Pamela Z has been performing solo voice concerts for over three decades, but she rarely sounds alone on stage. Instead, she creates a rich multimedia experience using electronics to multiply her voice and trigger sampled sounds and video. Although the term "processed voice" applies -- much as it does for artists like Laurie Anderson or Reggie Watts -- her approach tends to favor layering instead of distortion, so that the comforting, natural sound of her classically trained voice stands in front.
She'll be in town for concerts at two venues this week, on Wednesday in Miami Gardens and Friday in Wynwood.
We spoke to the San Francisco-based artist by phone, while she was in New York as part of a tour of the East Coast and Germany.
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She started using a digital delay effect on her voice in the early 1980s, a sound similar to the sort of echo you imagine in canyons, where a mountaineer shouts "Hello!" and the canyon answers back.
"I was trying to come up with material that was more experimental in nature, and really working with my voice in a different way. I was very inspired by minimalist composers, like Phil Glass and Steve Reich, and a lot of other contemporary classical music people who were doing interesting things with layering and manipulation: manipulation of sound either in real time, or the processes of sound changing radically over time. I was really interested in that, but I was having a hard time figuring out how I could do that and how to introduce that into my own music."
A revelation arrived at a concert by bass guitarist (and South Floridian) Jaco Pastorius: "He did a solo with himself playing bass with a loop pedal, and he was using one of those little stomp box digital delays. So I went to a music store the next day, and I described what I saw. I said, what was that? And the guy at the store said, 'oh that's a digital delay,' and I said, well, I'll take one!"
More delay units were added, "and I would use all of those together with a mixer to create these layers and loops that I do with my voice."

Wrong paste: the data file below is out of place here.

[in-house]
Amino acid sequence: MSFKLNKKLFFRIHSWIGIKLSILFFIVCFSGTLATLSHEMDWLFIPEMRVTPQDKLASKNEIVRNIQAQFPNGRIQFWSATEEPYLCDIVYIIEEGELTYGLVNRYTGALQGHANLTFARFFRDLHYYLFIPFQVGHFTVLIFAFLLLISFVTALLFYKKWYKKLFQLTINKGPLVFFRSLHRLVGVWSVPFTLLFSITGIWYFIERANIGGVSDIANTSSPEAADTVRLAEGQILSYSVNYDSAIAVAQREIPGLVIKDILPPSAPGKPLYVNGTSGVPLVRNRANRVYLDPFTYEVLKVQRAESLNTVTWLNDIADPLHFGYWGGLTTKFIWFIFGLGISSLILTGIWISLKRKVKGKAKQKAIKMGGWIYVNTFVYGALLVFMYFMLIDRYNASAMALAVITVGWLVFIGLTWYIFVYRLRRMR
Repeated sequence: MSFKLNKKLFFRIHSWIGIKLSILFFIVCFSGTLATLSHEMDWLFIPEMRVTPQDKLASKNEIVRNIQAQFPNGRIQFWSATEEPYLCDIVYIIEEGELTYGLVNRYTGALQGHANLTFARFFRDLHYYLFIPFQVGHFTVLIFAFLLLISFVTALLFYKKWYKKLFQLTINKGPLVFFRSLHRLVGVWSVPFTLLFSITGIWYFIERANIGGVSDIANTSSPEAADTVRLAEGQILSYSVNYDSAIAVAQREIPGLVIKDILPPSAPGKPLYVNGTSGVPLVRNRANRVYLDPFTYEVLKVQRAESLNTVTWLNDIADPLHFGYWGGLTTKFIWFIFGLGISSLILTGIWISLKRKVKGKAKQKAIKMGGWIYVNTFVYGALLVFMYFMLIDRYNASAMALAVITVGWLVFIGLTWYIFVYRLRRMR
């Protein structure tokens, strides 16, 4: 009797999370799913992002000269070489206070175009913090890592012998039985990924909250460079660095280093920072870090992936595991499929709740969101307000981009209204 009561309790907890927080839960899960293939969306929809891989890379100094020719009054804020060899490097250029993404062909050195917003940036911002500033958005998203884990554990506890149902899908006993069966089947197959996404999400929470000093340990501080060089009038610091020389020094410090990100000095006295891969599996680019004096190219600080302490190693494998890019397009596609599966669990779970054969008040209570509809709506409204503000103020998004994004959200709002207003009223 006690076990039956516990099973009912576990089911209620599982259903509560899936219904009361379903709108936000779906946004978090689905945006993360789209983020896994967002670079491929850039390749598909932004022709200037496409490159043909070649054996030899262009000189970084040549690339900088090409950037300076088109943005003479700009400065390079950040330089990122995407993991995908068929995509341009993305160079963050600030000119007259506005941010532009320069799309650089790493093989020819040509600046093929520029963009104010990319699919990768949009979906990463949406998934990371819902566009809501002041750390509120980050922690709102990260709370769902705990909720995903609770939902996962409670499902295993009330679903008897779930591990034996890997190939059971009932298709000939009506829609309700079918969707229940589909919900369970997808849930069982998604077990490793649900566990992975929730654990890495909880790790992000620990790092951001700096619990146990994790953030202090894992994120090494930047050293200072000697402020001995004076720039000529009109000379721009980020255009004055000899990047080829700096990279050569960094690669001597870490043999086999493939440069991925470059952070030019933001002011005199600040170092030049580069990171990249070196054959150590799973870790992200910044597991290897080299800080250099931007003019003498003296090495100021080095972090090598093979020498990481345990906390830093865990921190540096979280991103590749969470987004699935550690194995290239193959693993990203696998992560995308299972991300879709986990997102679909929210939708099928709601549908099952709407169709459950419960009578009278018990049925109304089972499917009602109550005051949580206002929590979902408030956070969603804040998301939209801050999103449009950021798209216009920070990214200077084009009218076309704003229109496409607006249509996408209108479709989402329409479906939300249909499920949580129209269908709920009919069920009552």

Today, the rack of hardware has been replaced with a laptop and custom software. Z designed the software "to mimic the hardware rack of delays and processors that I had when I was using hardware, because that had sort of become an instrument to me. And so I consider my instrument to be the combination of my voice and all of those electronics."
After more than 30 years, Z has become a virtuoso at her unique instrument, evolving an individual aesthetic that uses custom-built devices to detect her movements and control the sound. "Having some kind of gesture control makes a big difference in the way that I perform works, because it allows me to be very physical about the creation and manipulation of the sound. Also it has a pretty profound effect on the quality of my movements, because when your movements control what is happening in the sound, or what is happening in the video, then you have to develop a lot more subtlety and care to the type of gestures and movement that you do."
Z also engages with contemporary issues: for example, her piece "Baggage Allowance" references post-9/11 airport security measures. But she doesn't think of herself as an overtly political artist: "I know people who make work that's very political and that their intention in the work is to get across very particular messages or ideas, and I don't see my work that way at all. I feel like I live in a world, and things happen, and everything that happens in your world influences your work, informs the work."
Catch Pamela Z on Wednesday at 7 p.m. in Miami Gardens at Florida Memorial University's Lou Rawls Center for the Performing Arts, 15800 NW 42nd Ave., Miami Gardens; and Friday at 8 p.m., in Wynwood at the Center for Visual Communication Project Space, 541 NW 27th St., Miami, presented by the FETA Foundation and part of its 12 Nights of Electronic Music series; 12nights.org. Suggested donation of $10.
-- Dan Dickinson, artburstmiami.com
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